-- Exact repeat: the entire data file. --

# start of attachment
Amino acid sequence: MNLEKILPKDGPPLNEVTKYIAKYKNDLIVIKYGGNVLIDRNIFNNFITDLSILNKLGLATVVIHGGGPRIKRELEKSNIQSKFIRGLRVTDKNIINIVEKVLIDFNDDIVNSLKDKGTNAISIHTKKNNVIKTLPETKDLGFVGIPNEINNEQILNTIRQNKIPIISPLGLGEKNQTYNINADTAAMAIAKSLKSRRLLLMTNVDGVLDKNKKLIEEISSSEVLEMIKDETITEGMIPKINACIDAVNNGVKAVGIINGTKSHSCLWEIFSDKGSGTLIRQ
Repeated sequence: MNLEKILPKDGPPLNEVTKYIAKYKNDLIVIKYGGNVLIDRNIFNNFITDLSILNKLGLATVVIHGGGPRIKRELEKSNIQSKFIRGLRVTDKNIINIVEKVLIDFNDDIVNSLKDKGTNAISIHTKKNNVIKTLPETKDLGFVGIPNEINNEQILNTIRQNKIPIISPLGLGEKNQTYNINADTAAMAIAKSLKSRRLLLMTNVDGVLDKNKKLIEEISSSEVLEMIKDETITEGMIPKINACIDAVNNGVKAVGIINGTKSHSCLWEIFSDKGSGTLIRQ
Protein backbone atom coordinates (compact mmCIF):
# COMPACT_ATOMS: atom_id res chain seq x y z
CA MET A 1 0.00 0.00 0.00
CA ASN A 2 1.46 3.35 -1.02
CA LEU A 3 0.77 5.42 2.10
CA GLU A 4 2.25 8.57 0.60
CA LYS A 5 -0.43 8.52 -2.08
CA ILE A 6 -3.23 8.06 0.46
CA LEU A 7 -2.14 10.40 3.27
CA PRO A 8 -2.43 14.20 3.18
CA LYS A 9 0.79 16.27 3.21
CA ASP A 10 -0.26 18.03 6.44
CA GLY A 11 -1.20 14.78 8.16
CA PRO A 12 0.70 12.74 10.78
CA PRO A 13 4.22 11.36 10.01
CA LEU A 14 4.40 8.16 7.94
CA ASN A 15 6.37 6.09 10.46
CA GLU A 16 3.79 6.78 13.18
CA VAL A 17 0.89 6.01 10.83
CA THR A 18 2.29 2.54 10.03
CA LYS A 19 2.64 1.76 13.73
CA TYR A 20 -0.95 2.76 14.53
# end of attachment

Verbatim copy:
Amino acid sequence: MNLEKILPKDGPPLNEVTKYIAKYKNDLIVIKYGGNVLIDRNIFNNFITDLSILNKLGLATVVIHGGGPRIKRELEKSNIQSKFIRGLRVTDKNIINIVEKVLIDFNDDIVNSLKDKGTNAISIHTKKNNVIKTLPETKDLGFVGIPNEINNEQILNTIRQNKIPIISPLGLGEKNQTYNINADTAAMAIAKSLKSRRLLLMTNVDGVLDKNKKLIEEISSSEVLEMIKDETITEGMIPKINACIDAVNNGVKAVGIINGTKSHSCLWEIFSDKGSGTLIRQ
Repeated sequence: MNLEKILPKDGPPLNEVTKYIAKYKNDLIVIKYGGNVLIDRNIFNNFITDLSILNKLGLATVVIHGGGPRIKRELEKSNIQSKFIRGLRVTDKNIINIVEKVLIDFNDDIVNSLKDKGTNAISIHTKKNNVIKTLPETKDLGFVGIPNEINNEQILNTIRQNKIPIISPLGLGEKNQTYNINADTAAMAIAKSLKSRRLLLMTNVDGVLDKNKKLIEEISSSEVLEMIKDETITEGMIPKINACIDAVNNGVKAVGIINGTKSHSCLWEIFSDKGSGTLIRQ
Protein backbone atom coordinates (compact mmCIF):
# COMPACT_ATOMS: atom_id res chain seq x y z
CA MET A 1 0.00 0.00 0.00
CA ASN A 2 1.46 3.35 -1.02
CA LEU A 3 0.77 5.42 2.10
CA GLU A 4 2.25 8.57 0.60
CA LYS A 5 -0.43 8.52 -2.08
CA ILE A 6 -3.23 8.06 0.46
CA LEU A 7 -2.14 10.40 3.27
CA PRO A 8 -2.43 14.20 3.18
CA LYS A 9 0.79 16.27 3.21
CA ASP A 10 -0.26 18.03 6.44
CA GLY A 11 -1.20 14.78 8.16
CA PRO A 12 0.70 12.74 10.78
CA PRO A 13 4.22 11.36 10.01
CA LEU A 14 4.40 8.16 7.94
CA ASN A 15 6.37 6.09 10.46
CA GLU A 16 3.79 6.78 13.18
CA VAL A 17 0.89 6.01 10.83
CA THR A 18 2.29 2.54 10.03
CA LYS A 19 2.64 1.76 13.73
CA TYR A 20 -0.95 2.76 14.53